Sunday, March 18, 2012

Make Like A Tree...

Before I left to visit Arizona, I had a bunch of posts up on a schedule so I wouldn't have to worry about posting for a few days.  Unfortunately, I only had time to make up posts until the 12th so that explains my slight leave of absence.  

So, here's a project I had to hurry up and finish before I left (and try and cram in my suitcase) for a friend's birthday.  She's loved my tree painting and I promised to make her one for her birthday.  

Here's a little tutorial that shows just how easy it was to do... you don't have to have any artistic talent, you've basically just have to know how to draw a stick tree. 

All you need is a canvas, acrylic paints of whatever color you wish, and some paintbrushes (whatever size you feel comfortable with). 

Start off with your canvas and measure out a large, bold border.  I made mine about 3.5 inches, I think. (It also depends on what size your canvas is: bigger canvas = bigger border.) 

First, paint the inside-the-border square a light color.  Then after about an hour or so drying time, use painters tape or masking tape to tape off the border so you will get a crisp line after painting.  Remove the tape while the outside border is still wet to get the straightest lines.  If you don't, the dried paint on the tape will stick to the dried paint on the border and could remove some of the paint.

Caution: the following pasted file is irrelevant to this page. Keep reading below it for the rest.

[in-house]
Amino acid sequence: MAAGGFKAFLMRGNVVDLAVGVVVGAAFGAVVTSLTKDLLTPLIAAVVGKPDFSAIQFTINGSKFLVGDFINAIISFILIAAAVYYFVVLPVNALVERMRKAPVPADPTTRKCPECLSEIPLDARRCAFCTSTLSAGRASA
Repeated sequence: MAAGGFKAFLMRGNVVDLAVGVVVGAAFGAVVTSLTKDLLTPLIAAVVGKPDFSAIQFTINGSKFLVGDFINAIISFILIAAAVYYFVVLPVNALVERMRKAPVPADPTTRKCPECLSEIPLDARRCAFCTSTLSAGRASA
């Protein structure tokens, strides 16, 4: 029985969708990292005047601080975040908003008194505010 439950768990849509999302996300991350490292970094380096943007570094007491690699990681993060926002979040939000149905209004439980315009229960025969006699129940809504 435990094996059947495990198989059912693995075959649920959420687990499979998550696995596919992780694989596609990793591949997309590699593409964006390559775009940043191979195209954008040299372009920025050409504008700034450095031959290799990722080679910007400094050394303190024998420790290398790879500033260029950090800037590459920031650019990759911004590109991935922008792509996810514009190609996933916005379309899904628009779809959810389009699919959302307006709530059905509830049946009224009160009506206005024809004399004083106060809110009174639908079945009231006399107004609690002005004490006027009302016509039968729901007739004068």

Use pencil to freehand your tree.  Start off with thick trunk and make sure you extend the tree wide to reach the border. 

Fill in your tree.  The trick to a realistic-looking tree that doesn't look like it was painted by a child, is to make sure the tree starts off thick and tapers to smaller branches like natural trees do. 

The tree will probably need a coat or two to make sure the paint is bold and there aren't many brush strokes. 

Allow it to dry and then use a darker brown to make a shadow on one side of your tree. 

Let that dry and then apply a mocha glaze to give it a weathered look.  Now, the more glaze you put on, the more it will wet the canvas and remove your acrylic paint.  I like having a few spots that lose some paint because I enjoy the more rustic-weathered look.  But if you don't, go easy on the glaze. 

And... that's it!  I can't believe how much this painting turned out to be a near carbon-copy of the first one!  Amazingly, the painting made it to Arizona in one piece without a scratch and my friend loved it. :) 

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